The Complete Idiot's Guide to
Playing Drums


Corrections and Clarifications

As happens with any printed work, a few errors slipped into the initial printings of The Complete Idiot's Guide to Playing Drums. The errors in the first edition have all been corrected in the second edition. The errors in the second edition will be corrected in subsequent printings.

This page lists all the mistakes or confusing passages I know about. If you happen to come across any other errors or confusing sections, please feel free to email me at books@molehillgroup.com. I appreciate your feedback!


Corrections to the Second Edition

  • Chapter 9, p. 97, Exercise 9.14: On the third downbeat of each measure, the count (wording above the notes) incorrectly defines the beat as silent. This is wrong; the third beat should be counted (and played) in both measures of the exercise.

Corrections to the First Edition

  • Introduction: Drumguru George Lawrence (www.drumguru.com) informs me that my old 1970s Polaris drumset was actually made by Pearl--back in their "pre-quality" days. I didn't know that! 

  • Chapter 2, p. 18 & p. 41: Ludwig's Rocker Pro series has been renamed the Classic Birch series. The same specs and prices apply.

  • Chapter 5, p. 58: Some manufacturers recommend against using Comet and other cleansers on your cymbals, as the chemicals can be so abrasive as to actually damage the ridges on the cymbal.

  • Chapter 5, p. 61: Different types of drumheads from different manufacturers can be very confusing. (In fact, I was so confused that I said that Remo Emperors were single-ply heads; they're not, they're double-ply.) So here's a slightly different way to categorize the various head types, that hopefully is a little more useful:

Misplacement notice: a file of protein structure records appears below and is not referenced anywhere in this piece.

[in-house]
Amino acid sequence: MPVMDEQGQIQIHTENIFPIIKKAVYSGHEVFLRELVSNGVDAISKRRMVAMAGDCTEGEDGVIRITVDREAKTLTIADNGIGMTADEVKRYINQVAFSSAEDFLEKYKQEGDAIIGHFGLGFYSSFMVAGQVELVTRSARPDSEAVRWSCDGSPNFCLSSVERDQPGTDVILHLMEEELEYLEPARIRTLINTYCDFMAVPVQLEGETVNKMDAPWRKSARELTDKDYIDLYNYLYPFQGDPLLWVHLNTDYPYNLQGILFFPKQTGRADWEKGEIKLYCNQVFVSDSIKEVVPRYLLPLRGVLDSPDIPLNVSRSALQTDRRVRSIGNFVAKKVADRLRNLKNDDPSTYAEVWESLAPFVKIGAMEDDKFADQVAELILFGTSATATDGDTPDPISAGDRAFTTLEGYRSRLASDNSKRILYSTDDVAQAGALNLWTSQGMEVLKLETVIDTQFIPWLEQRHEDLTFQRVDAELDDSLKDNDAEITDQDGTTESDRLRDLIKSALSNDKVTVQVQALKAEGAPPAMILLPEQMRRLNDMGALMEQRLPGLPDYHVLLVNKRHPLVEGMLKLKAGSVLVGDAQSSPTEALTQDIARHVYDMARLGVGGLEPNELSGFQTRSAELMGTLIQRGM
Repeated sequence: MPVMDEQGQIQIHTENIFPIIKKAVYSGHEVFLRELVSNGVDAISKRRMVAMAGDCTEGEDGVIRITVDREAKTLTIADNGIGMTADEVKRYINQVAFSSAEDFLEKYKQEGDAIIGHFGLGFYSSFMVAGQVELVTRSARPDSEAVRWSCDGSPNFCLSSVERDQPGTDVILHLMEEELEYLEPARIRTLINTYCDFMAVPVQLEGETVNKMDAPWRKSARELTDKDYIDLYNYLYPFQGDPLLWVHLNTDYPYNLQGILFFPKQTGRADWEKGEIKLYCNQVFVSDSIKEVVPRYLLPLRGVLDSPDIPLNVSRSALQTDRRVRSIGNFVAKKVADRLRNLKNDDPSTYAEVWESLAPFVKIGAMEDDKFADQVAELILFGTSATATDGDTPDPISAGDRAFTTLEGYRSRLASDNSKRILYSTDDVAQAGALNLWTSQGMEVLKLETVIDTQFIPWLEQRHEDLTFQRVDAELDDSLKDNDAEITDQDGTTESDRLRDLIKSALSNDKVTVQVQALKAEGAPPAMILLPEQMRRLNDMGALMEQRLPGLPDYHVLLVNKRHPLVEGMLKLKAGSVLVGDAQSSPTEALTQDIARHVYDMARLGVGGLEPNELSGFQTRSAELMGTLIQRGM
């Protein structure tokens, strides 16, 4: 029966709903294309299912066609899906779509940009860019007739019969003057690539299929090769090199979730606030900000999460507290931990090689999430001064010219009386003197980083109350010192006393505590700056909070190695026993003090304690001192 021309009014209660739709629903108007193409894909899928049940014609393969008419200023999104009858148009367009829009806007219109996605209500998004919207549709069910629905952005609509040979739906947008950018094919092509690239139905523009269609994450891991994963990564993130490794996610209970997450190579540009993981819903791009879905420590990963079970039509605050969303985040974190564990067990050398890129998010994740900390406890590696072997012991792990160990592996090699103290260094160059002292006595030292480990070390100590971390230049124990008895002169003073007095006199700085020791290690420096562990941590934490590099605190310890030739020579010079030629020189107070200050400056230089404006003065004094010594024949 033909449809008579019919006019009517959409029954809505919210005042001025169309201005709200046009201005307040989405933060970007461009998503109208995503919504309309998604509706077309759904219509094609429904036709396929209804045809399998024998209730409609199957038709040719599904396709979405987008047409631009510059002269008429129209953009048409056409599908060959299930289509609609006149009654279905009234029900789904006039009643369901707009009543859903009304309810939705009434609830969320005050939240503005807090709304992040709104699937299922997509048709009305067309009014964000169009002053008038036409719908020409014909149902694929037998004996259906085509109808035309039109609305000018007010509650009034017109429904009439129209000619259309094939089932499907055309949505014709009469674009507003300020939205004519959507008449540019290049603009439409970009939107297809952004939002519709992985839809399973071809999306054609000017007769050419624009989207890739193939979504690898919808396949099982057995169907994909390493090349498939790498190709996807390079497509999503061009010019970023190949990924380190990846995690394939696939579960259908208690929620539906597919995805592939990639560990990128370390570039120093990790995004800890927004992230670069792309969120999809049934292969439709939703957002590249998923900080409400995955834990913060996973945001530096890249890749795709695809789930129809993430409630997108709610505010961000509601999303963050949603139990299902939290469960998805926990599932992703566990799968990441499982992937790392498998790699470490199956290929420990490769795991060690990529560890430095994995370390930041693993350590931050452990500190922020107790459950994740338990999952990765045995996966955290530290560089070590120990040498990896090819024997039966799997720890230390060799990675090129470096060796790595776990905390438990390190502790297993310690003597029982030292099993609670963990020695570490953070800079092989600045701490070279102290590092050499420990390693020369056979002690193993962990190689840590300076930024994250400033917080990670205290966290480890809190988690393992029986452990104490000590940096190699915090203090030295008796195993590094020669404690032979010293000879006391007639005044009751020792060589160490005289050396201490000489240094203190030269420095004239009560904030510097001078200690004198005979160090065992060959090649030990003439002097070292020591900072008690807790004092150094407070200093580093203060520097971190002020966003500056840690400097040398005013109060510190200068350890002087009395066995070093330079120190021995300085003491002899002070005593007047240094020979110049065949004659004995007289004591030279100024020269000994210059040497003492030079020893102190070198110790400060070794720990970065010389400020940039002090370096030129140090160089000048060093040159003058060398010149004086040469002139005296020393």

• Single-ply thin. With a single-ply head, there is only one layer of Mylar. The very thinnest heads, such as Remo Diplomats, are best suited for bottom-only use--they're extra resonant, but not very durable.

    • Single-ply. Single-ply heads have a sharp attack and a good amount of ring, but they aren't as durable as double-play heads if you're playing really loud and hard. Single-ply heads, such as Remo Ambassadors and Evans G1s, are good all-around heads, and are preferred for most recording and close-miked situations.

    • Double-ply. Double-ply heads, such as Remo Emperors and Evans G2s, have two layers of Mylar. This thicker construction makes them dryer (less ring), diminishes the attack, and also makes them more durable--which is important to hard rock drummers. 

    • Muffled. These are heavier heads that produce a more mellow sound with less sustain, typically due to some sort of muffling device built-into the head. These heads, such as Remo Pinstripes or Evans Genera HD snare batters, are very dry sounding, with very little--if any--ring. 

    • Hydraulic. These heads, which place a thin layer of oil between two layers of plastic, are the fattest, "thumpiest" heads available, and they're also extremely durable. If you like this sound, check out Evans Hydraulic models; this company made its reputation manufacturing high-quality hydraulic heads.